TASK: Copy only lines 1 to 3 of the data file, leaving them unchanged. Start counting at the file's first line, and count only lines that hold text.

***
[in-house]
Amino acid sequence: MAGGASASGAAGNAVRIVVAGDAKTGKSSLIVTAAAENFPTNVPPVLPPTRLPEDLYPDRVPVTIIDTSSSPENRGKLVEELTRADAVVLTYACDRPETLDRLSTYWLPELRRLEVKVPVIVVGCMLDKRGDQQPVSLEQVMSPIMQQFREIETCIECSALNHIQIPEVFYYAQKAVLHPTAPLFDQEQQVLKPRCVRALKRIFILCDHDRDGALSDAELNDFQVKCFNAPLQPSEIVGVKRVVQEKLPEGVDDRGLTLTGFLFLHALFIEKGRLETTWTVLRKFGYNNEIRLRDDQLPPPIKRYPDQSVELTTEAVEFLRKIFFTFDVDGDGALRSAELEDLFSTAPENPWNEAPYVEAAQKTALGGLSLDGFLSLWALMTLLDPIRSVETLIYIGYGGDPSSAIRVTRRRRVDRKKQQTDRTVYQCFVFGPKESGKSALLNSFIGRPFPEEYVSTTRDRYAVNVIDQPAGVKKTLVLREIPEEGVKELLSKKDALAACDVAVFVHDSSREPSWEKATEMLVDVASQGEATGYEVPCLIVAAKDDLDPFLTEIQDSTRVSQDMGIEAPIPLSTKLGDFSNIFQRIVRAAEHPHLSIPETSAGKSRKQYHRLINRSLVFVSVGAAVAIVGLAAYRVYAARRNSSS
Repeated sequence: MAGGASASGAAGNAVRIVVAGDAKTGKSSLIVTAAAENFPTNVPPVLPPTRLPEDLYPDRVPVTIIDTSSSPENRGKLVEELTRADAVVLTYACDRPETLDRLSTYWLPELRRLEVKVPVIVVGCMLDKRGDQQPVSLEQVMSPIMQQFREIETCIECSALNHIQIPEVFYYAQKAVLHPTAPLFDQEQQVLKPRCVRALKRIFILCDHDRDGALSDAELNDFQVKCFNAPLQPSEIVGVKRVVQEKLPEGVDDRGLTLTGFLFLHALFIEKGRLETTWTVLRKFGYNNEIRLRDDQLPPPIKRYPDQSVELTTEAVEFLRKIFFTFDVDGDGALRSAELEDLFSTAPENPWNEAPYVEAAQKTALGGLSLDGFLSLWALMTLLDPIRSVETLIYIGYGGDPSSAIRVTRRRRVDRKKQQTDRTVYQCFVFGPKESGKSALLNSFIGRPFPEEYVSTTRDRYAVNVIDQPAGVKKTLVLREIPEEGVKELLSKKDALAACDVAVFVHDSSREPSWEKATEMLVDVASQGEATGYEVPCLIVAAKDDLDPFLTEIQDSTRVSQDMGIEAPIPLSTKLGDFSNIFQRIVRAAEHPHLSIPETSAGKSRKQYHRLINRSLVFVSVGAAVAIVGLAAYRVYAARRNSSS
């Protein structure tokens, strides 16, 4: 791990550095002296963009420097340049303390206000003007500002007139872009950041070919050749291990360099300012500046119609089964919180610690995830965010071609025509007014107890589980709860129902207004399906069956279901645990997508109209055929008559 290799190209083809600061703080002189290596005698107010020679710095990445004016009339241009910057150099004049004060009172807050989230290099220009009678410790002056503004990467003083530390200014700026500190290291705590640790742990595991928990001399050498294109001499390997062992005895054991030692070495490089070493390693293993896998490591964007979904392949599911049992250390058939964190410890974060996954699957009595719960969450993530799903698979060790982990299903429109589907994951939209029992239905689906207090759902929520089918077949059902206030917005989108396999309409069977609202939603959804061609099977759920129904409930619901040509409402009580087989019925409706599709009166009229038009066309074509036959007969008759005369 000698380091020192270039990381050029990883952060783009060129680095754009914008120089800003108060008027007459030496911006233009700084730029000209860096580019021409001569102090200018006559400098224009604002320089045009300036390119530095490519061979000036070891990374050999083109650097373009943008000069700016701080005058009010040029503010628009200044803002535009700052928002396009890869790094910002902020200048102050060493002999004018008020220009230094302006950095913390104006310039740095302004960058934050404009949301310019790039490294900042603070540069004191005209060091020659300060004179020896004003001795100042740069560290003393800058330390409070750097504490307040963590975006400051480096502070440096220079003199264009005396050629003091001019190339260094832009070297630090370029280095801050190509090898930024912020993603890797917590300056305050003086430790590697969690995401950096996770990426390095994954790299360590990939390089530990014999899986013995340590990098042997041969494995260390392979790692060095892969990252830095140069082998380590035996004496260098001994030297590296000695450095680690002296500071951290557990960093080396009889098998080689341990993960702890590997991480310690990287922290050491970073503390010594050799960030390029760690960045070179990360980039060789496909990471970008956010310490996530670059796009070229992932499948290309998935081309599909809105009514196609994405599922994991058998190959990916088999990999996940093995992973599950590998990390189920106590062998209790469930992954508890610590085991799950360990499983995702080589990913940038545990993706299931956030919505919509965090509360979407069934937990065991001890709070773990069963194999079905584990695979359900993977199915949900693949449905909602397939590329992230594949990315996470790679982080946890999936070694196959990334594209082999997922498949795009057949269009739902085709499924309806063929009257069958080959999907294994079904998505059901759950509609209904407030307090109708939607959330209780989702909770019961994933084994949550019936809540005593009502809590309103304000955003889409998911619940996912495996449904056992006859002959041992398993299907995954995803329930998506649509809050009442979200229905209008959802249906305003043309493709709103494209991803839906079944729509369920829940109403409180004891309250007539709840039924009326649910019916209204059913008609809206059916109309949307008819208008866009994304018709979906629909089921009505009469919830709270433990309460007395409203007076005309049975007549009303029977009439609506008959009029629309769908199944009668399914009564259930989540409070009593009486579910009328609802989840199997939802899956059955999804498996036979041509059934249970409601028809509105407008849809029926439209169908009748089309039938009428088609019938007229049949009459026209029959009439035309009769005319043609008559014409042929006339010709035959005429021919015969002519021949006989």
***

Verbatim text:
[in-house]
Amino acid sequence: MAGGASASGAAGNAVRIVVAGDAKTGKSSLIVTAAAENFPTNVPPVLPPTRLPEDLYPDRVPVTIIDTSSSPENRGKLVEELTRADAVVLTYACDRPETLDRLSTYWLPELRRLEVKVPVIVVGCMLDKRGDQQPVSLEQVMSPIMQQFREIETCIECSALNHIQIPEVFYYAQKAVLHPTAPLFDQEQQVLKPRCVRALKRIFILCDHDRDGALSDAELNDFQVKCFNAPLQPSEIVGVKRVVQEKLPEGVDDRGLTLTGFLFLHALFIEKGRLETTWTVLRKFGYNNEIRLRDDQLPPPIKRYPDQSVELTTEAVEFLRKIFFTFDVDGDGALRSAELEDLFSTAPENPWNEAPYVEAAQKTALGGLSLDGFLSLWALMTLLDPIRSVETLIYIGYGGDPSSAIRVTRRRRVDRKKQQTDRTVYQCFVFGPKESGKSALLNSFIGRPFPEEYVSTTRDRYAVNVIDQPAGVKKTLVLREIPEEGVKELLSKKDALAACDVAVFVHDSSREPSWEKATEMLVDVASQGEATGYEVPCLIVAAKDDLDPFLTEIQDSTRVSQDMGIEAPIPLSTKLGDFSNIFQRIVRAAEHPHLSIPETSAGKSRKQYHRLINRSLVFVSVGAAVAIVGLAAYRVYAARRNSSS
Repeated sequence: MAGGASASGAAGNAVRIVVAGDAKTGKSSLIVTAAAENFPTNVPPVLPPTRLPEDLYPDRVPVTIIDTSSSPENRGKLVEELTRADAVVLTYACDRPETLDRLSTYWLPELRRLEVKVPVIVVGCMLDKRGDQQPVSLEQVMSPIMQQFREIETCIECSALNHIQIPEVFYYAQKAVLHPTAPLFDQEQQVLKPRCVRALKRIFILCDHDRDGALSDAELNDFQVKCFNAPLQPSEIVGVKRVVQEKLPEGVDDRGLTLTGFLFLHALFIEKGRLETTWTVLRKFGYNNEIRLRDDQLPPPIKRYPDQSVELTTEAVEFLRKIFFTFDVDGDGALRSAELEDLFSTAPENPWNEAPYVEAAQKTALGGLSLDGFLSLWALMTLLDPIRSVETLIYIGYGGDPSSAIRVTRRRRVDRKKQQTDRTVYQCFVFGPKESGKSALLNSFIGRPFPEEYVSTTRDRYAVNVIDQPAGVKKTLVLREIPEEGVKELLSKKDALAACDVAVFVHDSSREPSWEKATEMLVDVASQGEATGYEVPCLIVAAKDDLDPFLTEIQDSTRVSQDMGIEAPIPLSTKLGDFSNIFQRIVRAAEHPHLSIPETSAGKSRKQYHRLINRSLVFVSVGAAVAIVGLAAYRVYAARRNSSS